Planing and Construction Fleishhacker Pool and Bath House, San Francisco California

The first official mention of plans for a beach-side swimming pool appears to be found in the Park Commission minutes for the meeting on October 13, 1921. At this time Herbert Fleishhacker outlined a resolution "relative to the purchase of land belonging to Spring Valley Water Co. to be converted into a swimming pool at the foot of Sloat Boulevard and The Great Highway and a golf links in Balboa Park and land adjoining." Of the purchase cost, $15,000 was to be taken from Park funds and the balance of payment would come from other City sources. At the January 12, 1922, Park Commission meeting, Fleishhacker made assurances that if the Board of Supervisors furnished, the land, "as much money as necessary for the contemplated improvements will come out of the regular park appropriation. . ." and that plans for the pool were tentative to date.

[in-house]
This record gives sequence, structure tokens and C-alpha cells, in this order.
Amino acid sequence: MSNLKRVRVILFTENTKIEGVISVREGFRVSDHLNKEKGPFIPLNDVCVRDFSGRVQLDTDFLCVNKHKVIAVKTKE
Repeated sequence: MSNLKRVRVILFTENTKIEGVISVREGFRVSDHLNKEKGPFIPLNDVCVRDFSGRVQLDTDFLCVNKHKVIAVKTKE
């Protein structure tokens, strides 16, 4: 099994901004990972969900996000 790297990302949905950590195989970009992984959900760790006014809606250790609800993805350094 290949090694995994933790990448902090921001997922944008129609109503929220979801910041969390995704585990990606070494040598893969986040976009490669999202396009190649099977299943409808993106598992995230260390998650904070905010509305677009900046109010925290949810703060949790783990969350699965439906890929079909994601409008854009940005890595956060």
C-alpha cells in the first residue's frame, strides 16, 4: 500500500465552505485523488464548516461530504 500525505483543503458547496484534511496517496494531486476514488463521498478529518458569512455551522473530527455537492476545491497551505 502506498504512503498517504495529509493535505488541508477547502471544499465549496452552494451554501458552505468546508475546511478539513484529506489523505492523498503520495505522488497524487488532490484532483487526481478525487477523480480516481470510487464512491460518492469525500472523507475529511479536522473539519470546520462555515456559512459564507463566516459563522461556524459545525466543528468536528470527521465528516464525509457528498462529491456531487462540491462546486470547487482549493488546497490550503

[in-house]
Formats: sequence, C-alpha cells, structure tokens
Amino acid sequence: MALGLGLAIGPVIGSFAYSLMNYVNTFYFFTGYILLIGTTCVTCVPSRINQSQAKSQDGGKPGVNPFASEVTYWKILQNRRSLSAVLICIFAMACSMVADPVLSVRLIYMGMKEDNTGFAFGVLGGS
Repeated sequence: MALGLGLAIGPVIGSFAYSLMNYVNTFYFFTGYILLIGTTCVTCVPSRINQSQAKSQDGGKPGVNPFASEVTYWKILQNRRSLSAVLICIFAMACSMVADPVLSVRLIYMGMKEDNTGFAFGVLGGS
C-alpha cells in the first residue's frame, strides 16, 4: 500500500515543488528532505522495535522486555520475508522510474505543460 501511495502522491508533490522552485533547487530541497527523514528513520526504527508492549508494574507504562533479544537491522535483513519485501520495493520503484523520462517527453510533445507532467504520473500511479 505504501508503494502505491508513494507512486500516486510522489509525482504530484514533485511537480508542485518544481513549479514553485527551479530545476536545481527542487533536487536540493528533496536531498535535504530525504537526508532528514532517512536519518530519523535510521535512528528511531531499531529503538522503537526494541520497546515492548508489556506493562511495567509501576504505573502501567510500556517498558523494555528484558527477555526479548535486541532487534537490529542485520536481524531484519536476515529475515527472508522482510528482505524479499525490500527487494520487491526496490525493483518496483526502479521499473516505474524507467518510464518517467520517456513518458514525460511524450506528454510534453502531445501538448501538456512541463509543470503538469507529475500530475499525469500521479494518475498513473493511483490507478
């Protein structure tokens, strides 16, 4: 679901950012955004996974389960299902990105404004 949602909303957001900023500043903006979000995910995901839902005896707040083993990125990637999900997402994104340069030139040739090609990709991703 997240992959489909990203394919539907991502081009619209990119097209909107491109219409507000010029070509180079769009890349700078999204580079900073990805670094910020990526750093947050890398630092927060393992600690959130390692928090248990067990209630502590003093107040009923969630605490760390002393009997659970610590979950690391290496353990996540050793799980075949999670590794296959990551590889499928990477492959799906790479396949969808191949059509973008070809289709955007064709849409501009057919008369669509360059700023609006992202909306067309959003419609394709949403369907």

Soon, however, the scheme moved toward action. On October 5, 1922, McLaren was authorized (by the Park Commission) to enter into a contract for excavation at the pool site and to prepare plans and specifications for the concrete construction work for the enormous task. In November, McLaren presented these plans drawn by Earl Clements, Engineer, and issuing from the Office of the Board of Park Commissioners. The last month of 1922 saw the Commissioners taking the next step toward realization of the project. A letter of December 16, 1922, was sent to Mr. Clarence. Ward, Architect (at 454 California Street) asking if he would prepare preliminary plans for the playground buildings and bath house envisioned as part of the initial 37-acre development of the 60-acre parcel purchased from the Spring Valley Water Company. The letter explained that Ward would receive no fee for his preliminary design owing to the public nature of the structure, but that the Commissioners would do everything in their power, if the scheme were, approved by the Board of Supervisors, to see that Ward would be retained as the architect for the comprehensive plans for the building and receive his share of the budget in professional fees. The letter stated that Willis Polk and Bakewell & Brown had made similar agreements for the design of the Beach Chalet and Aquatic Park, respectively.